- Lovely drive
- Space for seven
- Not cheap
- Design is unadventurous
- Plain interior
Rory Reid reviews the 2014 Kia Sorento, Kia’s family-oriented, seven-seater SUV with aspirations of grandeur.
Big, spacious and clever, the Kia Sorento has always appealed to those wanting a large workhorse that didn’t completely break the bank. With this new version, Kia wants to take the Sorento further upmarket, with a premium design, sophisticated driving dynamics and genuine off-roading capability, but can it really challenge its more established rivals?
“It looks great and oozes class, even down to a very satisfying door shutting action.”The 2015, third-generation Kia Sorento follows the usual car industry design trends; it’s lower, longer and wider than its predecessor, with a longer wheelbase. But while it’s larger, Kia’s disguised its heft well with a host of pleasing design details.
Particular highlights include the 3D-esque grille, which features dozens of individual ‘nodules’ protruding from the big Kia’s ‘tiger nose’. You’ll also find sharp, rectangular fog lamps and a belt line that rises towards a sloping roof line – which makes for a more sporty appearance.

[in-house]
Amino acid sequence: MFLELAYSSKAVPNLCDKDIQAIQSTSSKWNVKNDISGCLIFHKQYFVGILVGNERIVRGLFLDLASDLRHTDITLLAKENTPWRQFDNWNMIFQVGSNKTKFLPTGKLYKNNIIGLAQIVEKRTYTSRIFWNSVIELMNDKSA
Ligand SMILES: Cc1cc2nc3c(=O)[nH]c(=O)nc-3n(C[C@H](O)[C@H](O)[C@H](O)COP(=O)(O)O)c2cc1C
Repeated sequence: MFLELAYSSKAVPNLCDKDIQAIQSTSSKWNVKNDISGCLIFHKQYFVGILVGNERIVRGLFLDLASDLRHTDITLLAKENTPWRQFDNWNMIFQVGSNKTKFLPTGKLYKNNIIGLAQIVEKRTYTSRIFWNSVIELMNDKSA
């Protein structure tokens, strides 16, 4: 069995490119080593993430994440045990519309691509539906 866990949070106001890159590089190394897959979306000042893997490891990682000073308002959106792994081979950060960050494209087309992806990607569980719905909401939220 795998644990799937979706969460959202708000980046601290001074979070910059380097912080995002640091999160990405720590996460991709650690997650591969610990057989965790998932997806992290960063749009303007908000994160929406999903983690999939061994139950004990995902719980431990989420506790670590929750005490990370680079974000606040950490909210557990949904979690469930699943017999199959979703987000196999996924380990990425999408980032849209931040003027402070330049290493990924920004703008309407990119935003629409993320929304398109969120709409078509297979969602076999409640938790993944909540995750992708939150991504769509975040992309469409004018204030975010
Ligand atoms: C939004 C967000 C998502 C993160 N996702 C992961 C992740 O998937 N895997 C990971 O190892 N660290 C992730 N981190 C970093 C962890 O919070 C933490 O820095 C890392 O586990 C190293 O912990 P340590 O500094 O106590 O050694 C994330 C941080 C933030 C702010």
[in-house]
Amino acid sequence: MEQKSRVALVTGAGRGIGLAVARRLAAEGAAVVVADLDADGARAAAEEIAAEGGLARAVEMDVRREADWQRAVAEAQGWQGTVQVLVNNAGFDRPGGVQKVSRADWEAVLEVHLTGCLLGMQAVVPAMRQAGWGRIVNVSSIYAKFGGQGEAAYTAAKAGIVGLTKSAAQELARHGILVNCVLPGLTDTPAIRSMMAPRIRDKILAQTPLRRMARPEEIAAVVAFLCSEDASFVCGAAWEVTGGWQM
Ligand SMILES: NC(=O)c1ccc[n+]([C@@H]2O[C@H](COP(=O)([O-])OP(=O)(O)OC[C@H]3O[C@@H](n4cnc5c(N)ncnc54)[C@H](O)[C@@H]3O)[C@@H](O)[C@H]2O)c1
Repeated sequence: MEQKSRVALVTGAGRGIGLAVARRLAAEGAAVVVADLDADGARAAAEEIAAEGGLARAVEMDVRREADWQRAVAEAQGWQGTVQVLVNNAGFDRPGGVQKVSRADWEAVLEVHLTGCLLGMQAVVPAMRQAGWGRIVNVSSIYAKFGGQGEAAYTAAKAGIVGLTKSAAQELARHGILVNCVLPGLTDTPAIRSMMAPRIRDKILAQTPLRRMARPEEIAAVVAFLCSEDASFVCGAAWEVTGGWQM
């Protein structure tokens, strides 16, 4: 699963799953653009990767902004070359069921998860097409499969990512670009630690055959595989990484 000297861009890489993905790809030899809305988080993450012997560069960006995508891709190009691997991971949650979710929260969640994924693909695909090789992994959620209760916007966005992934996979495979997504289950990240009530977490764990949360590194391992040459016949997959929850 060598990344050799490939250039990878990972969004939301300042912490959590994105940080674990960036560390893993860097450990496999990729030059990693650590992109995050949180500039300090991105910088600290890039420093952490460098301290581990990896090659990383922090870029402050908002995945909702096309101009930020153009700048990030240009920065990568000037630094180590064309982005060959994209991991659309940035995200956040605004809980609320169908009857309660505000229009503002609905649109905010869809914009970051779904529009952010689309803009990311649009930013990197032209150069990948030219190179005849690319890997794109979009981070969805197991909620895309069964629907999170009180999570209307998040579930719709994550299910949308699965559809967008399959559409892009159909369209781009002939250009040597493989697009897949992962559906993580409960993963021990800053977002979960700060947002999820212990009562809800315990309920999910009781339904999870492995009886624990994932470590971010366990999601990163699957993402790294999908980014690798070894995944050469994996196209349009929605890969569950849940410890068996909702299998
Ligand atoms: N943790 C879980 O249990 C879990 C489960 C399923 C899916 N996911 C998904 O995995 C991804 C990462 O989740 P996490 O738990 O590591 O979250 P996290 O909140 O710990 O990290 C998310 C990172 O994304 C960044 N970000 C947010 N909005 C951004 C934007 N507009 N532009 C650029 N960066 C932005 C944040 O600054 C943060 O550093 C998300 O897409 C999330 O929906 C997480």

Crucially, the Sorento gives the impression of a ‘premium’ product in the flesh. It looks great and oozes class, down to the very satisfying door shutting action.
“Yes, even those fold-down rear seats in the third row are large enough for fully grown adults.”The new Kia Sorento excels here. The increased wheelbase provides acres of cabin space; so much so it’s possible to sit a total of seven six-footers in the car at once. Yes, even those fold-down rear seats in the third row are large enough for fully grown adults – as long as you’re limber enough to clamber over the middle row of seats once they’re folded flat.
Things are far from claustrophobic back there. You’ll even find individual air-conditioning controls specific to those seats as well as cup-holders.